So a few days ago my mother and I were having our daily morning conversation (snuck in between me leaving the house, hitting Dunkin Donuts and arriving at work; hands-free talking, of course) and bemoaning what was going on in the world. There had been yet another random terrorist attack on a beach, innocent people slain for no apparent reason. Two dangerous men were still on the loose as they had been for nearly 3 weeks with no one being able to track them down. Another hate crime was being reported. Yet another angry man with a gun had killed people in a house of worship.
And I told her what I always do, that it pains me to know my great kid is growing up in a world like this. When I grew up – in a galaxy long ago and far away – everyone kept an eye out for each other. During the summer, you went outside after breakfast and – except for a lunch and dinner break – stayed out until it got dark. And that’s how you knew when it was time to go home. The street lights came on and it was like magic. Kids raced off to their homes (which were really apartments or railroad flats in the neighborhood I grew up in) and, if we were lucky, we got to watch a little television. Life was simpler, we didn’t have fears, we trusted and knew our neighbors, we didn’t worry because we didn’t have to. Nothing bad ever happened.
When you have children, you hope that their world, their life, their future will be better than yours. And all that changed on September 11, 2001, at least for my great kid and me. Did you ever feel truly safe again after that? Do you worry that something bad is always lurking around the corner? Did you ever think this is the future my kids, and their kids, have in front of them? That they’ll never have a truly safe childhood has always pained me.
But there are days when I am still optimistic about this world, our country, my great kid’s future being better. And two of those days happened this past week.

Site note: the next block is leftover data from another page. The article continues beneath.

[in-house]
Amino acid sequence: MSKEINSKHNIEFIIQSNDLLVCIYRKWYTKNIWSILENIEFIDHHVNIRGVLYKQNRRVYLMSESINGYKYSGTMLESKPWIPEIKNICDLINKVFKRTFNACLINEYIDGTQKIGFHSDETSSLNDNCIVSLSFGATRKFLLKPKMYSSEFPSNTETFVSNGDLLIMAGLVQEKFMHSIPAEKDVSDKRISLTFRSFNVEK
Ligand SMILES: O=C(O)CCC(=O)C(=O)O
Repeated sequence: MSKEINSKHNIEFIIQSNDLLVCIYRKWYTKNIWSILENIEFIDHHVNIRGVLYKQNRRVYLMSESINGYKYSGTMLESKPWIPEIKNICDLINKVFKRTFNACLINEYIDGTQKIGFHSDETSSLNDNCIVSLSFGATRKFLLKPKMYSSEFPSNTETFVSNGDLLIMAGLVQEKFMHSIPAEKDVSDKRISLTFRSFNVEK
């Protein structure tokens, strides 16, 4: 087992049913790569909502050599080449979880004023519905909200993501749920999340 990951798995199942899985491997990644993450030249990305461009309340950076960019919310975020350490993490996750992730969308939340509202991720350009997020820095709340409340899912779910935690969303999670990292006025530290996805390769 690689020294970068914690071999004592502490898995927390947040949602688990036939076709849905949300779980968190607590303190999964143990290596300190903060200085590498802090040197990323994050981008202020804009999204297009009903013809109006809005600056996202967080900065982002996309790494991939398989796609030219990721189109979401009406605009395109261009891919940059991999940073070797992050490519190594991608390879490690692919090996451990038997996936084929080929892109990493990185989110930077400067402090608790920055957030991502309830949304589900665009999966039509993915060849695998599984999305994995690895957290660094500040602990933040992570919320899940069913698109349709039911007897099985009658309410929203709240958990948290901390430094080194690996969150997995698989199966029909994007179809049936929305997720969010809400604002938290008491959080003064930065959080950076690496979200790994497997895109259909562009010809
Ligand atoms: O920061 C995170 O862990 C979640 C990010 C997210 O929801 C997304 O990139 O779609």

I once had great health care through my former employer and it was pretty affordable. And then I didn’t (a long and tedious tale about how much a company values your contributions to their bottom line until they don’t any more). Until the Affordable Care Act came along, I struggled every year trying to balance good coverage with affordable costs. But after the ACA became law, I was able to get very good health insurance at a price I could truly afford. I was grateful, so grateful that our lawmakers recognized that everyone is entitled to be able to get good health care.
And then the challenges to the law started and – without revisiting history because most of them are brought by people who’ve never had to worry a moment about being able to afford their health care coverage – they finally got resolved once and for all this week when our nation’s highest court upheld the law. And I knew that my son – who will also lose his health care this year when his father stops covering him – will be able to get health care on his own. I won’t have to worry for either one of us that we’ll be bankrupted by medical costs because we don’t have medical insurance or that we’ll be forced to make a decision about paying for health care as opposed to giving it up. It was a good day for America. That was Day One.
The very next day, the Supreme Court declared that gay marriage is legal. I am a religious person, deeply so, and I understand people being unhappy with this based on religious reasons, I truly do. But my God is a loving God who embraces all people and loves them regardless of who they are or who they love. And since it doesn’t affect my life one little bit who someone marries (except for my own ill-advised marriage, which affected me a whole lot), I don’t know why it matters to any of these angry people who would rather spew hate than embrace love. What I do know, though, is that when my son said to me that night that he had never been more proud to be an American, I rejoiced because it meant he knew that when our founding fathers said that we’re all created equal, they didn’t intend to exclude people.
So for the first time in a very long time, I have optimism that the future my son – and your kids and your grandkids – will face will be better. Because more people have been included in our country instead of being excluded or marginalized. Because we all are better served when we all have access to the same benefits and rights that others have always had. Because we’re the greatest country on earth and we should all want each other to succeed and thrive. Because it’s time to live and let live and love and let love. Our time here is limited and we only pass this way once but this past week our future, our kids’ future just got brighter. Embrace life, embrace freedom, embrace love. It’s easier than you think.